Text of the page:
A person walks past the meal aisle inside a grocery store on November 14, 2022 in New York City.
Spencer Platt | Getty Images
Consumer inflation probably slowed in November, but prices continued to rise at a still high pace, especially for services.
Economists expect the consumer price index to rise 0.3% in November, an annual rate of 7.3%, according to Dow Jones. That’s down from 7.7% in October. Excluding food and energy, core CPI is expected to rise 0.3%, or 6.1% year-over-year, compared to the 0.3% gain in October, or an annual rate of 6.3%, according to Dow Jones.
The inflation report is due Tuesday at 8:30 a.m. ET, as the Federal Reserve begins its two-day meeting. The central bank is expected to raise rates by half a percentage point on Wednesday afternoon, and economists mostly expect the Fed to stick to the 50 basis point increase even if the report on the CPI is warmer. One basis point is equal to 0.01 percentage point.
“I think if the market sees something online, it’s fine,” said Mark Cabana, head of US rates strategy at Bank of America Merrill Lynch. “If the theme holds, rates [bond yields] probably still decline a bit. But if we see something that surprises on the upside, I think that would generate a larger market response, because it would challenge the theme that the market has really been hanging on to, which is that inflation has reached its maximum.”
Economists expect the Fed to continue raising interest rates until the target federal funds rate hits 5% or slightly higher. The federal funds target range is currently 3.75% to 4%. A warmer or lower CPI report is unlikely to sway the Fed for this meeting, but economists say it could be a signal on the longer-term path of interest rates.
Stocks were higher on Monday and Treasury yields were also higher ahead of Tuesday’s CPI report. Bond yields move opposite to prices. The yield on 2-year notes, which best reflects Fed policy, jumped to 4.39% on Monday, up 0.06 percentage points.
Fed Chairman Jerome Powell holds his regular post-meeting press conference Wednesday at 2:30 p.m. ET, half an hour after the Fed released its policy statement and latest economic and interest rate outlook .
“I think it will be another benign impression. I’m pretty neutral on this report,” said Aneta Markowska, chief financial economist at Jefferies. “It looks like the risks are asymmetrically biased upwards. I think if you get a higher impression, I think the [stock] the sale is disproportionately stronger.”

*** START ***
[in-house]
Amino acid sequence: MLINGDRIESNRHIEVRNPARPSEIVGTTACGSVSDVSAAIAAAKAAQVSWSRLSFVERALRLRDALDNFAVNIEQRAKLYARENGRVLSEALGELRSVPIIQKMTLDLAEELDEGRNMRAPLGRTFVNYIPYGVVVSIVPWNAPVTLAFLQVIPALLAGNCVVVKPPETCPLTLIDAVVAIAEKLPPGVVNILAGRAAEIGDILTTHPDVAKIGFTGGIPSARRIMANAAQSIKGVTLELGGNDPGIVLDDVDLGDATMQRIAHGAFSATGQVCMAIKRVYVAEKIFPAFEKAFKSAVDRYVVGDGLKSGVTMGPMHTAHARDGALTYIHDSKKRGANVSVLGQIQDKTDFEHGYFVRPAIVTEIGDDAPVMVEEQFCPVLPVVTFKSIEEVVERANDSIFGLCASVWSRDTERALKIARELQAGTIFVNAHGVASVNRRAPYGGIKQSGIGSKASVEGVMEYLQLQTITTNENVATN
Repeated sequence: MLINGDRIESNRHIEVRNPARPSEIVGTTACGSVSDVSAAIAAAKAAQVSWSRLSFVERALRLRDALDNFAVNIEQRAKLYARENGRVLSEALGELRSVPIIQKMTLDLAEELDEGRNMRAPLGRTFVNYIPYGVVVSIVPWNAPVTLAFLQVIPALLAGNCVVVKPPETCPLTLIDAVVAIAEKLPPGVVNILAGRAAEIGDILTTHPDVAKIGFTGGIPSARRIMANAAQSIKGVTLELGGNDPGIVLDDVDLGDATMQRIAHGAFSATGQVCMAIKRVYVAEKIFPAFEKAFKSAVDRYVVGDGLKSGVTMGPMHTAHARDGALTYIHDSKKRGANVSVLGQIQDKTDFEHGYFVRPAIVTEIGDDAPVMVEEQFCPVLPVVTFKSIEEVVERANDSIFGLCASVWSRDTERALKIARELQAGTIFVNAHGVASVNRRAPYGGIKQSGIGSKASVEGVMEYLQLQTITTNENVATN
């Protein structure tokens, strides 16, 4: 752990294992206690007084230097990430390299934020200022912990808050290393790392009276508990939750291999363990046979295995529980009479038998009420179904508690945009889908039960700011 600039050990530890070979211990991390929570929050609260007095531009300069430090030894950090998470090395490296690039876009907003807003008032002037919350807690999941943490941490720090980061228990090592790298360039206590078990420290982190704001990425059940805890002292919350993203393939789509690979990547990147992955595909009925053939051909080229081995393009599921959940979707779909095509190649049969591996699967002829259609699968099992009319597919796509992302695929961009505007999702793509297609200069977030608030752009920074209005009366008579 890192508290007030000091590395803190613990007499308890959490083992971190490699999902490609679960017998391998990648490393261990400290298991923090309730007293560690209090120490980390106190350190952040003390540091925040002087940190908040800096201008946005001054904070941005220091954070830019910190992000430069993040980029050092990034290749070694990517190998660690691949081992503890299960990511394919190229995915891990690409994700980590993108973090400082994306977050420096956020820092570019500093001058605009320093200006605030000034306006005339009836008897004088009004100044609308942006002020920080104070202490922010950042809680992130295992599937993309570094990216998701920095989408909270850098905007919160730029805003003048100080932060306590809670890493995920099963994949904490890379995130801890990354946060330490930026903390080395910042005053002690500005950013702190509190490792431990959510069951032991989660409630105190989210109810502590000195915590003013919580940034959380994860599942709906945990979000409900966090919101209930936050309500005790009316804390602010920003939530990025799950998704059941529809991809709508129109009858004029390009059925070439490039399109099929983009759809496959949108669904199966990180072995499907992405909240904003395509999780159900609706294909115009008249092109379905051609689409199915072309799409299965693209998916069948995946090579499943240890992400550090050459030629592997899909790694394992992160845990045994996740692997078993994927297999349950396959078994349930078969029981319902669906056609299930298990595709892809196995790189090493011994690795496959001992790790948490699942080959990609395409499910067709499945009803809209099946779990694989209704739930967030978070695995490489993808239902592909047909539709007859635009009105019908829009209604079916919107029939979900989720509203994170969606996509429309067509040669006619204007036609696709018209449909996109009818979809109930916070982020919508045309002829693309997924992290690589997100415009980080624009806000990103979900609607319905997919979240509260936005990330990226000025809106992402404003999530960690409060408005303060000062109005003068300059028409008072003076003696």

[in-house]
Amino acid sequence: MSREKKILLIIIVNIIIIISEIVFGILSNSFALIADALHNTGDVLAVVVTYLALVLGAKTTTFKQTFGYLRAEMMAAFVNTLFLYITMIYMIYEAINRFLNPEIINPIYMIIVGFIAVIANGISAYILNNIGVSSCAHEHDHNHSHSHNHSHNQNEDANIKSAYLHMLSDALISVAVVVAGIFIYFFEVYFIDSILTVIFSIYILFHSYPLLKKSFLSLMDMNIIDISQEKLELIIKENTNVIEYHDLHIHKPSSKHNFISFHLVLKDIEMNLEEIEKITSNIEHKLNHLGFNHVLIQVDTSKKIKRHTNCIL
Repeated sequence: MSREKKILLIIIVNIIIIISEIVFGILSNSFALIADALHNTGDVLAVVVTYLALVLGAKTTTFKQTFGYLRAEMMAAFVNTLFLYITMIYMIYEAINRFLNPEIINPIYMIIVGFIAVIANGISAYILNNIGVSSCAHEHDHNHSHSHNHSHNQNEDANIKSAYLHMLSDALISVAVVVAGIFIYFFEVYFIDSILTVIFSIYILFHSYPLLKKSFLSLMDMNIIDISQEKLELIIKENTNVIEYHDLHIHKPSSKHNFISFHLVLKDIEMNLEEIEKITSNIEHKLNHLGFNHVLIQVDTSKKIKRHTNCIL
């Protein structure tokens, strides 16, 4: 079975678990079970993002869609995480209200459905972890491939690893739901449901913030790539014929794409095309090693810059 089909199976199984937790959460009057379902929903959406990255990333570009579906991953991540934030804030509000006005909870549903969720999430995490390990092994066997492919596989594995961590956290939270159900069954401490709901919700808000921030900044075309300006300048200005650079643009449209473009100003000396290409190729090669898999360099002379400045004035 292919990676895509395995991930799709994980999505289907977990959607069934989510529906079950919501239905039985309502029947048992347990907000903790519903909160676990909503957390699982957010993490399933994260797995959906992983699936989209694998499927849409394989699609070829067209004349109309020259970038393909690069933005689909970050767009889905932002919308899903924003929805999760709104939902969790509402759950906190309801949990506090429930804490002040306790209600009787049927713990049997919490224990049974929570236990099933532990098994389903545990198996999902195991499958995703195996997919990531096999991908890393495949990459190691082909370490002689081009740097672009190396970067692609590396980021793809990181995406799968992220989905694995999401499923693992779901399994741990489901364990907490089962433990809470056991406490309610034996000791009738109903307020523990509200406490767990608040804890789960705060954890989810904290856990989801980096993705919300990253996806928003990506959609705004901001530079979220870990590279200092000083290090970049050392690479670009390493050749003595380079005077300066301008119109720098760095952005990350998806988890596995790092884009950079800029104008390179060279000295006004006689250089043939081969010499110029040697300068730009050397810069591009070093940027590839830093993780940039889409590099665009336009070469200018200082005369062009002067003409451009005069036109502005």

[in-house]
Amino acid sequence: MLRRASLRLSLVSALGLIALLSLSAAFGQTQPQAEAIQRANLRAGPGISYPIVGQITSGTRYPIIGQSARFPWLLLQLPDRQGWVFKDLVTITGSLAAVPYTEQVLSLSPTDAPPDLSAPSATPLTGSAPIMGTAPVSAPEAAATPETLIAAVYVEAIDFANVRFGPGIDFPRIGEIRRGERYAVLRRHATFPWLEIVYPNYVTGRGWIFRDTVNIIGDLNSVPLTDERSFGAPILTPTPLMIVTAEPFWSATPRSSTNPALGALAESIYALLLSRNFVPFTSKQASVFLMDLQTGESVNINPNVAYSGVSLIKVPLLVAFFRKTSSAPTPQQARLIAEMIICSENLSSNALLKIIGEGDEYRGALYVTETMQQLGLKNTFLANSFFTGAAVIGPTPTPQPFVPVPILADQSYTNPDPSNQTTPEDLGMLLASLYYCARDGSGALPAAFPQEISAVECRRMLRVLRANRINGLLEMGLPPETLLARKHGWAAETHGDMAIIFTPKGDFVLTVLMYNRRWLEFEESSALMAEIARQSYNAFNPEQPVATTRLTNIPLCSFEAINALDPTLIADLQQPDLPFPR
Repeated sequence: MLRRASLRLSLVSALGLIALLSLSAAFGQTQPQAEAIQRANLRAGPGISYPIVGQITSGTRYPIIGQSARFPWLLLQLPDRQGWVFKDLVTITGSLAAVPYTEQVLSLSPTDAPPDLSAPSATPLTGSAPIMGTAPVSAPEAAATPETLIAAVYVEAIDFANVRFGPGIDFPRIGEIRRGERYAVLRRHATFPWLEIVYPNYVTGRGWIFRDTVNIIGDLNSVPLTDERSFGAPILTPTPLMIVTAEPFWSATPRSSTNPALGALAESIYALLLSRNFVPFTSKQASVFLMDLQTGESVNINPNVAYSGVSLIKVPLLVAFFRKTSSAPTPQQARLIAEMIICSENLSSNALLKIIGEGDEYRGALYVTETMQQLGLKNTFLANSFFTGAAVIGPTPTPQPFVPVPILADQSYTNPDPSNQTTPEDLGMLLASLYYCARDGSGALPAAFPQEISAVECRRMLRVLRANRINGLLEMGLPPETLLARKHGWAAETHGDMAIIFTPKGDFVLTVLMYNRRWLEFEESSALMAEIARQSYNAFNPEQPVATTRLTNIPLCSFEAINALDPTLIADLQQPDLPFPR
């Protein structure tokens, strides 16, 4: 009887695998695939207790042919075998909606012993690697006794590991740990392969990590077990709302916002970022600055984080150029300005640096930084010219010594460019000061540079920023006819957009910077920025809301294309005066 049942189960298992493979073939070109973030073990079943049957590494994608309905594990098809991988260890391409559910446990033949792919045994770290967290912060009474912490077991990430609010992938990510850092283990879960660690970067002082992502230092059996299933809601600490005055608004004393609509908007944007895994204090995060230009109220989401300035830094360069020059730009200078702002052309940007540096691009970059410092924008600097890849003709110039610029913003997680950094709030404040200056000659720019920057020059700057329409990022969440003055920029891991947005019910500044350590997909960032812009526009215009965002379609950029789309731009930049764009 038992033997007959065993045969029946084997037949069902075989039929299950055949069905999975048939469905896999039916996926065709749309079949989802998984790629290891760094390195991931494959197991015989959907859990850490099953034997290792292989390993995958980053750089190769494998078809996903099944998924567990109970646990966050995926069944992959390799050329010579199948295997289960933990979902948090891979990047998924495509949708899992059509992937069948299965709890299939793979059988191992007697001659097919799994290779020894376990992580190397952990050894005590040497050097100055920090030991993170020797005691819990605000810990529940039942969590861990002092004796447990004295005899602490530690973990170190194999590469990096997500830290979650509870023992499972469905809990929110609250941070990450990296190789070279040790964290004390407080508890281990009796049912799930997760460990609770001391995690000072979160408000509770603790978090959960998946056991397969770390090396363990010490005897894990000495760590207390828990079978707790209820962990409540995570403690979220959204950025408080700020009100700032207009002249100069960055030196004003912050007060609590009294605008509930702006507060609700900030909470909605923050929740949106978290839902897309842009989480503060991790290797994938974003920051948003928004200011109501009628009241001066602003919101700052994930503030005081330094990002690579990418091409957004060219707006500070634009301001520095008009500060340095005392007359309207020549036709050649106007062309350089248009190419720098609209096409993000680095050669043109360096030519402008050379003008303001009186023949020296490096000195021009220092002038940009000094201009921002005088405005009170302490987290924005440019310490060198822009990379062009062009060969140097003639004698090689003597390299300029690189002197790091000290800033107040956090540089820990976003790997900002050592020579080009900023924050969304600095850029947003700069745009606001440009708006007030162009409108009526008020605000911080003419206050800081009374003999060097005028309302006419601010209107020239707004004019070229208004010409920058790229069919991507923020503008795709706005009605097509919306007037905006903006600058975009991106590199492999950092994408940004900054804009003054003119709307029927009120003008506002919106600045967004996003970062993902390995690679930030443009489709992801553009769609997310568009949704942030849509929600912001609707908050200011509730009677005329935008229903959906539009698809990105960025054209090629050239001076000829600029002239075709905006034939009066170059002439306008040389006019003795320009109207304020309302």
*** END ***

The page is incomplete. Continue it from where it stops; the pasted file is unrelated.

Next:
Markets will be largely focused on inflation coming from services, excluding real estate, as Powell pointed out recently.
“Powell told us just about last week that we know that basic goods will continue to slow. We know that housing will eventually slow as the drop in market rents eventually materializes. The one piece we don’t trust the downturn is ex-housing basic services,” Markowska said.
The Jefferies economist said this component of the inflation report is critical because it includes areas that are driven by wage inflation, such as transportation, medical services, education and recreation. She said core goods inflation is expected to slow and some of the services price inflation will show signs of slowing. Hotel rates are one area where inflation could ease, and economists expect pandemic-related price increases to continue to dissipate, including in used autos.
“We know the inflation data will be better. It will be fresher. That’s great, but it’s going to take a lot of detail to see where there is inflation and where there isn’t. “said Diane Swonk. , chief economist at KPMG. Swonk said the data likely won’t be reflected in the Fed’s quarterly forecast, due Wednesday afternoon. But a warmer or weaker number could still influence other Fed communications.
“They’ll already have it separated by the time they meet. They’ll discuss it,” Swonk said. “That might nuance the tenor, the nuance with which Powell delivers his press conference.”
Swonk said the data could continue to be noisy and inconclusive on the direction of inflation.
“Unfortunately it will be less definitive than we would like because we know it contains distortions,” she said. “The more important question is whether there is something going on in this unsheltered service component that is more systemic than the Fed envisions.”
Swonk said it will be important to see if there is significant downward movement or if inflation plateaus, which would also be positive against rising prices.
“We’re going to look at the things that are most dependent on wages,” she said. “That means looking at everything from restaurant costs, hospitality, to hotel rooms, haircuts and personal care.”
Sectors where there has been the most inflation, such as energy, should continue to cool. Energy rose 1.8% in October.